I’d like to take this opportunity correct the common and outrageous misconception that slow cookers are meant to save time. If you’re busy and need to make dinner fast you can always dump some junk out of cans and heat it up in the microwave, or order a pizza. Or if you want a quick home cooked meal, maybe you can pull some freezer-burned lasagna out to defrost before you leave for work or stir-fry some rough chopped veg while you cook white rice. No time for rice? Rice stick noodles are ready in like 3 minutes. There, you’re done. You have kids? Then we both know you’ve got a box of Annie’s organic mac & cheese and some frozen peas.
When I got my slow cooker (wedding registry for the win) it became clear that for the most part, people who actually cook are on their own for recipes. It seems like 85% of crockpot recipes call for at least 2 canned items. And while I did recently stock up on canned soup, it was because I realized on the anniversary of the ’89 Loma Prieta quake that if there was any kind of disaster, we’d need something to eat while the beans were soaking.
A friend gave me this little slow cooker recipe book as a joke, sometimes I read it to my husband over our dinner of real food just to see his horrified expressions. Most recipes call for 3 or more canned foods. One calls for an entire bottle of bbq sauce and another for 2 cans of coke! Did someone say obesity epidemic? Good times!
Anyway, fall has finally hit San Francisco. The other day someone mentioned they got out their crockpot and I told that sweet little sugar pie pumpkin on the counter its time had come, but when I looked up recipes online they were all for canned pumpkin. I’m not someone who usually uses recipes (unless I’m baking; if I ever tell you I’ve made a cake without a recipe, don’t eat it) but I haven’t had my slow cooker for long and was worried my lack of experience might lead to crock of garbage if I went out on my own. I researched various slow cooker recipes for winter squash, pumpkin chili, combined them with the technique for ground beef I got from the shepherd’s pie recipe I made last week (brown the veg not the beef) and went for it.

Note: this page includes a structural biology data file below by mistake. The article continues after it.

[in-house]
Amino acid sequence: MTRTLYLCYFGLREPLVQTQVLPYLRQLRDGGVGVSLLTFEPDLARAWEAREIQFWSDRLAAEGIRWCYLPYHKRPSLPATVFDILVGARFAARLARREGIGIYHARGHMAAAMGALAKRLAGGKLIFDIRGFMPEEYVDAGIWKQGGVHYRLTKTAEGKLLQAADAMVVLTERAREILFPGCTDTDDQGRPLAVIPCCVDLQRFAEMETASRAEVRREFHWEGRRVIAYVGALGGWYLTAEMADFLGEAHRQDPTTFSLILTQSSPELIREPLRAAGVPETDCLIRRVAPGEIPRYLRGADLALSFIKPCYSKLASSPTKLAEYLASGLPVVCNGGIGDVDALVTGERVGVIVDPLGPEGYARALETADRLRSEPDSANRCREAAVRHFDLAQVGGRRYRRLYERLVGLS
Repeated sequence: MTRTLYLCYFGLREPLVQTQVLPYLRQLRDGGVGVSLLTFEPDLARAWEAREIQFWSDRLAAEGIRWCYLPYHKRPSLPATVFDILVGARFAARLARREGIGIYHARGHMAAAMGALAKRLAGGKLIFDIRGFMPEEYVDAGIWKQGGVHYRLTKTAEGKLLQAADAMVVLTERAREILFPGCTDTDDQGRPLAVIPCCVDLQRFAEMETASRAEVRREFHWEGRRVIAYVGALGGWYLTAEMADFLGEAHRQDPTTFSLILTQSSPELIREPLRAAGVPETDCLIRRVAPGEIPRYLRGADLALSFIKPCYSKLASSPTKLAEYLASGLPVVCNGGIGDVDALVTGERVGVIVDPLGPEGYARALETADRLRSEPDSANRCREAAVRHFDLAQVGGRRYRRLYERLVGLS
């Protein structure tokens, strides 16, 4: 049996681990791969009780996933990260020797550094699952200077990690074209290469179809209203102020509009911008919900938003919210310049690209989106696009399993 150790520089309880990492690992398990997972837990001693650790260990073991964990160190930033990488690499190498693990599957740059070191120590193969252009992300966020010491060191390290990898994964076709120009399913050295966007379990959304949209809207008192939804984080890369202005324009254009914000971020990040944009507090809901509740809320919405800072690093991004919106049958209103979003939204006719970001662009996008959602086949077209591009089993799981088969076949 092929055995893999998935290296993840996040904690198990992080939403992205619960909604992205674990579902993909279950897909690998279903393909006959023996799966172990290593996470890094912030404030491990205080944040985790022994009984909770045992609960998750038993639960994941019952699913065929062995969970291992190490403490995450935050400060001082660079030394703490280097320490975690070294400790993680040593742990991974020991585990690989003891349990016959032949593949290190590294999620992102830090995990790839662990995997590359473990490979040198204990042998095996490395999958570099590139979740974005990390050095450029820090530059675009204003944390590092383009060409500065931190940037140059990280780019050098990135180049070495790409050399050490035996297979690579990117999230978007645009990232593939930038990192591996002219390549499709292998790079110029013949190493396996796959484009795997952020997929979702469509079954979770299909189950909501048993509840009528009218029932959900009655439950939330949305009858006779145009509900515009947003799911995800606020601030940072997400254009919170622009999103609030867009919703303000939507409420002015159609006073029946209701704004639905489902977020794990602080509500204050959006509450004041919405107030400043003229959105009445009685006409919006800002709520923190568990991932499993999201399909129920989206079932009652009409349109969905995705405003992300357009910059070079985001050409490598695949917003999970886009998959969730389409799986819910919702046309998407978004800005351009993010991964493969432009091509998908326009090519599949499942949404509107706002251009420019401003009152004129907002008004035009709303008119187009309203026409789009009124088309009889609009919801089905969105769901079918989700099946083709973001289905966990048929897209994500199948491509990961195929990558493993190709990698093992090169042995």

Here’s my ingredient list:
Half a pound of dried beans – soaked for 8 – 12 hours (I used half a bag of Good Mother Stallard beans from Rancho Gordo, but any white bean, pinto bean, or even chickpeas would be good)
1 sugar pie pumpkin, chopped into 1 inch chunks (you could use any winter squash, kabocha is practically pumpkin, acorn would be fine)
1 small red onion roughly chopped
1 bunch chard, stems and leaves separated and roughly chopped (kale or other greens would work)
1 lb. ground beef
1/2 teaspoon baking soda
2 teaspoons salt
1 teaspoon pepper
2 tablespoons plus additional water to cover
Dried parsley, thyme, sage, or whatever you like, to taste
I put the beans to soak the night before. In the morning the first thing I did was combine the meat, baking soda, 2 tablespoons of water, and pepper and set it aside during the rest of the prep. Then I drained and rinsed the beans and covered them with water in a large pot and brought it to a boil. I let it continue on a low boil for about 15 minutes or until they started to soften. Next I sautéed the onion and chopped chard stems in olive oil until they started to brown, salting to taste as I would for any veg sauté.
When everything was chopped and ready I put the pumpkin chunks into the slow cooker followed by the onion and stems. Then I added the softened beans and some dried parsley, thyme and sage (chili, cumin, coriander would probably be good additions if you’re into that). Finally I spread the ground beef out in a thin layer over everything and added water to almost cover (actually I didn’t put in enough water and added a bunch more at the 2 hr. mark, oops). I set my slow cooker for 5 hours on high. At 2 hours in, I tried my best to break up the beef and stir everything around and made sure most of it was submerged. About an hour before dinner time I stirred in the rough chopped chard leaves and set the cooker on low for another 30 minutes (I let it sit on the counter in warming mode for a couple hours before I did that, you don’t need to hang out by the slow cooker all day – if you put water to cover you could probably wait and break up the beef when you got home from work too).
The results were a mushy stew of autumn goodness. I served it over some faro. The husband gave it an A+ rating for flavor.
(Allison will be joining us weekly on the PAEOI blog with stories, tips and recipes.)